Tuesday, June 21, 2022

The days of being able to rock up to a GAA game, even local club games, and pay to get in are a thing of the past, much to Phil Fanning and plenty of more GAA people’s disgust. Photo: Inpho.

One would have to ask just what goes on when the GAA’s Competition Controls Committee meets to fix dates and venues for the final stages of the All-Ireland Championships.
Just a few weeks ago we had two All-Ireland Football Qualifiers in Croke Park in front of just 16,000 people and the stadium was again three quarters empty for the Leinster hurling final between Kilkenny and Galway.
Who, in their right minds would have brought Clare and Roscommon across the Shannon to Croke Park for a football game with Pearse Stadium, Galway on each county’s doorstep. Mayo and Kildare could easily have been accommodated in O’Connor Park, Tullamoe with a great atmosphere in both grounds in sharp contrast to the hollow echoes of a near empty Croke Park.

The fixing of two of the most attractive hurling games of the year, the quarter-finals for a Saturday afternoon in Thurles defied all logic. The attendance of just over 36,000 did not at all reflect the interest in those games nationwide. Common sense would dictate that the Wexford/Clare tie could have been played in Thurles on Saturday at 4p.m. with the Cork/ Galway game in Limerick on Sunday afternoon at 2 pm. thus allowing time to play the Tailteann Cup semi-finals on television with a later starting time in Croke Park. I have no doubt but that each of the hurling games would have drawn at least 25,000 each.
This coming weekend we have four football games in Croke Park with one Munster team, Cork, playing on Saturday, and the other Kerry, playing on Sunday. We have one Ulster team, Derry, playing on Saturday and the other, Armagh, playing on Sunday. Both would pack Croke Park on a Sunday fixture. In fairness to Cork, having made it this far, they should not be required to travel to play Dublin for a 6 pm. game on Saturday. The football support for Cork is drawn mainly from the west of the county right down to the Beara peninsula and just imagine the journey home those supporters would face leaving Dublin between 8.30 and 9pm.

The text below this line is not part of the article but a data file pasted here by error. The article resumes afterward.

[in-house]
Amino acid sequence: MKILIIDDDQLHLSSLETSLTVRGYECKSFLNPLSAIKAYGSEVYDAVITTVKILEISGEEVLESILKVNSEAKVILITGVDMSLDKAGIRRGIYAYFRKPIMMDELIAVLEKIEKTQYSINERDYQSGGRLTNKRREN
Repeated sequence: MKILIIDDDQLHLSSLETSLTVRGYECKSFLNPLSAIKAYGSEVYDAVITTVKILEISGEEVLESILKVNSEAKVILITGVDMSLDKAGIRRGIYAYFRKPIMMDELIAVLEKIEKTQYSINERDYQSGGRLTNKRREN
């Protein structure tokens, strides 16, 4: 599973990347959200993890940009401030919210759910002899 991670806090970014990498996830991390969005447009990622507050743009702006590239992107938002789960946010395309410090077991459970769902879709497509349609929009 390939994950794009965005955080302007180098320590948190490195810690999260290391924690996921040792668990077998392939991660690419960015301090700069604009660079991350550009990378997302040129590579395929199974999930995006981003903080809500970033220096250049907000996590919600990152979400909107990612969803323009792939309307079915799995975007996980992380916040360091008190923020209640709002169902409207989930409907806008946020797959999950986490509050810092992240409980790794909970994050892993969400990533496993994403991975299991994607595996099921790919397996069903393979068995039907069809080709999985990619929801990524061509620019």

The Kerry /Mayo game could be played in Limerick in the interest of both counties as was the case some years ago especially in this time of spiralling petrol costs and no hotels available in Dublin.
And then there is the exorbitant prices being charged for tickets online and the situation where no tickets were available in midweek for the hurling games in Thurles and on the day of the game just 36,000 turned up at the 45,000 capacity stadium. Explain that.

County boards are taking their lead from the CCCC in that they are opting for online ticket sales as opposed to taking money at gates for club games. This coming weekend we have six League finals in Waterford and clubs have been notified that no money will be taken at the gates and only tickets purchased on line through the link will be honoured.
Who is notifying the unattached supporter who may want to go and see the Mount Sion/Ballygunner game, for example, on Friday evening, the man who hears the game is on and decides after his tea that it might be a good way to spend an idle evening. Will he be told to go home on arriving in Walsh Park with his fiver.
The GAA is losing its way at all levels and is getting out of touch with the rank and file members who have followed the games through thick and thin in the interests of lucrative television coverage. Someone has to ring the alarm bells.

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